While ISIS’s videos of mass murder and murder-scene tweets once scared off its enemies, that approach is now having the opposite effect. Non-Sunni foes of ISIS, such as the Kurds in Kobani, believe they’ll be slaughtered even if they surrender—ISIS’s own publicity has convinced them of it—so they’re steeled for an all-or-nothing fight.
Before Kobani, the same logic had played out in other battles. The Shia town of Amerli managed to fend off ISIS attacks for months before American air power allowed the Iraqi army and Shia milita groups to break the siege.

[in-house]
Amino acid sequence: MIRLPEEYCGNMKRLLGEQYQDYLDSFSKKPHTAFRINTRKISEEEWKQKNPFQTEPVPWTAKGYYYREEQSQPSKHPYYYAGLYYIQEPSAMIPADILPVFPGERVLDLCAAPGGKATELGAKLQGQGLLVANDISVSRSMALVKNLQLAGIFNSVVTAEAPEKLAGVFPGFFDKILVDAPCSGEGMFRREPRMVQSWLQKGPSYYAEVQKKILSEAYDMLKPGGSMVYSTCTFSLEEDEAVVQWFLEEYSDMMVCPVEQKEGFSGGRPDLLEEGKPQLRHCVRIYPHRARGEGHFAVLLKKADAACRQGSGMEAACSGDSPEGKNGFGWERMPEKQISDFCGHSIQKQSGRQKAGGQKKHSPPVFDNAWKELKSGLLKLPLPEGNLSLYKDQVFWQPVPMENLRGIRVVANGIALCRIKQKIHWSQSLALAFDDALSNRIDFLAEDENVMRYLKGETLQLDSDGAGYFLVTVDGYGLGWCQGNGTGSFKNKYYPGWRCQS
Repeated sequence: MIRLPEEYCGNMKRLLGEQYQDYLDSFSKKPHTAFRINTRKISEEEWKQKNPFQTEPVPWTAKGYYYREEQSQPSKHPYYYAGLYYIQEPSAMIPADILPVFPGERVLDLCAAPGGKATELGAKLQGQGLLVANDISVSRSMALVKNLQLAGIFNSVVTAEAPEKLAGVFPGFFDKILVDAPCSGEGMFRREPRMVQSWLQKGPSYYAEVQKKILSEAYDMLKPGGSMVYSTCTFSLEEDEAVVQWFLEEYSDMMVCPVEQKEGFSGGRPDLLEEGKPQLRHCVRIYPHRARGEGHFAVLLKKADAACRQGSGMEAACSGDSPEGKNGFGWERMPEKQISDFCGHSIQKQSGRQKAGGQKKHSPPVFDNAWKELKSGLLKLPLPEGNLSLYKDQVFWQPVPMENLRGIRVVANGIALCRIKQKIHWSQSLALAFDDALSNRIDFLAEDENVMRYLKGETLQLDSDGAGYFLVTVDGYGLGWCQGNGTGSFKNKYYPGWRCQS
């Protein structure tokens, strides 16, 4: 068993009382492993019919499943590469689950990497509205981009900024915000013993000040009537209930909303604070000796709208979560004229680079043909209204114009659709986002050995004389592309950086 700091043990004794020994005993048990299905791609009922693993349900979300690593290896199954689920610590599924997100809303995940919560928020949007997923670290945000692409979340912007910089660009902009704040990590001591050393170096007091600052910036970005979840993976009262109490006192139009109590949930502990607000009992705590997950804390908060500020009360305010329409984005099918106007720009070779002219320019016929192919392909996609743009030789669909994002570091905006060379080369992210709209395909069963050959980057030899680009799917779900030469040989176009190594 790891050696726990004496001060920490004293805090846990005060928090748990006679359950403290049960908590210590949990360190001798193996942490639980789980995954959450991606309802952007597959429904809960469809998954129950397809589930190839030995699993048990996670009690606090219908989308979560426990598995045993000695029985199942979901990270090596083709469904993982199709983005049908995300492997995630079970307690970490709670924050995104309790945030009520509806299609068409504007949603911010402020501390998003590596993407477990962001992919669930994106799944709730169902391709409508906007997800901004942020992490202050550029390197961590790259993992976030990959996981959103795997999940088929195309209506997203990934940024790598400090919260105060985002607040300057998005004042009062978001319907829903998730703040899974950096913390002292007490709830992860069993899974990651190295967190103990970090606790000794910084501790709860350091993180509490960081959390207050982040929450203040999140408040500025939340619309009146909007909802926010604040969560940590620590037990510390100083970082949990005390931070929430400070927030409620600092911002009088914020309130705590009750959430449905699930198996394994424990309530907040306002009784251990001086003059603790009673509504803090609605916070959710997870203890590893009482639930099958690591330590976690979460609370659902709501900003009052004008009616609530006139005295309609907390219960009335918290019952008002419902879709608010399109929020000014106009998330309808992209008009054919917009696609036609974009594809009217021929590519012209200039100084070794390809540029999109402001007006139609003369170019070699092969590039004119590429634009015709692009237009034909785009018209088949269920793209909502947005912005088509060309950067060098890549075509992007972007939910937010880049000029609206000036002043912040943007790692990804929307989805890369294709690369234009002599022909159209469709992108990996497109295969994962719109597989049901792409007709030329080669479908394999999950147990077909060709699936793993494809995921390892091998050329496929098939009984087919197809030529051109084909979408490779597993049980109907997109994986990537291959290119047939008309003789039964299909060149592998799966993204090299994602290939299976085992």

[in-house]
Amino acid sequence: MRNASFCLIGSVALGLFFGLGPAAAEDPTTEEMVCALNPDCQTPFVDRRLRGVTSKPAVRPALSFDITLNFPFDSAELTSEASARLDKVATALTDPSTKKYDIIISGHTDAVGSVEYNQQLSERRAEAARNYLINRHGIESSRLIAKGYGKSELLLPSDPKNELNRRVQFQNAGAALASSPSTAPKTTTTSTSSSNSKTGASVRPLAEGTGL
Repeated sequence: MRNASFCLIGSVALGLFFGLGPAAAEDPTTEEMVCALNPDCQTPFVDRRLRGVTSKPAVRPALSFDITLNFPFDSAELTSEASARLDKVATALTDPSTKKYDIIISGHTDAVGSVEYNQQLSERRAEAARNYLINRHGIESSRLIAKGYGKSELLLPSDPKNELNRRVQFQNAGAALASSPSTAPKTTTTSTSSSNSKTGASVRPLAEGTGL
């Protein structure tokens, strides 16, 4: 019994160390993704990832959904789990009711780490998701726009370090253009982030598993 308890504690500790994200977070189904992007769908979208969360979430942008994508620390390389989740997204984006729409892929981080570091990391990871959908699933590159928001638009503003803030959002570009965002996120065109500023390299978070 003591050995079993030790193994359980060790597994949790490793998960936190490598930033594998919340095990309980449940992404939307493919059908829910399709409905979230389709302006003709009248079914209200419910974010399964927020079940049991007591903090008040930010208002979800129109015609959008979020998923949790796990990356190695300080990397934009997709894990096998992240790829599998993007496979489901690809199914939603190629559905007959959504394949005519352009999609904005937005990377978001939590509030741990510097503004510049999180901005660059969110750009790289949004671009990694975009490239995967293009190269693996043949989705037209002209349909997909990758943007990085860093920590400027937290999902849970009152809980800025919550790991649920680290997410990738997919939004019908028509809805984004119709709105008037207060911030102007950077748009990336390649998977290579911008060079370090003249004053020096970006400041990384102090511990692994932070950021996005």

While Mosul showed what ISIS was capable of against a weakened enemy, the Kurdish town of Kobani is proving the limits of ISIS’s ability against a determined resistance.
Even before U.S. cargo planes dropped weapons and other critical supplies into Kobani on Sunday, the YPG, a Kurdish resistance group, had held off surrounding ISIS fighters for months. ISIS has penetrated into the city and launched attacks from three fronts but the Kurdish forces have so far held up their defense and kept Kobani from falling.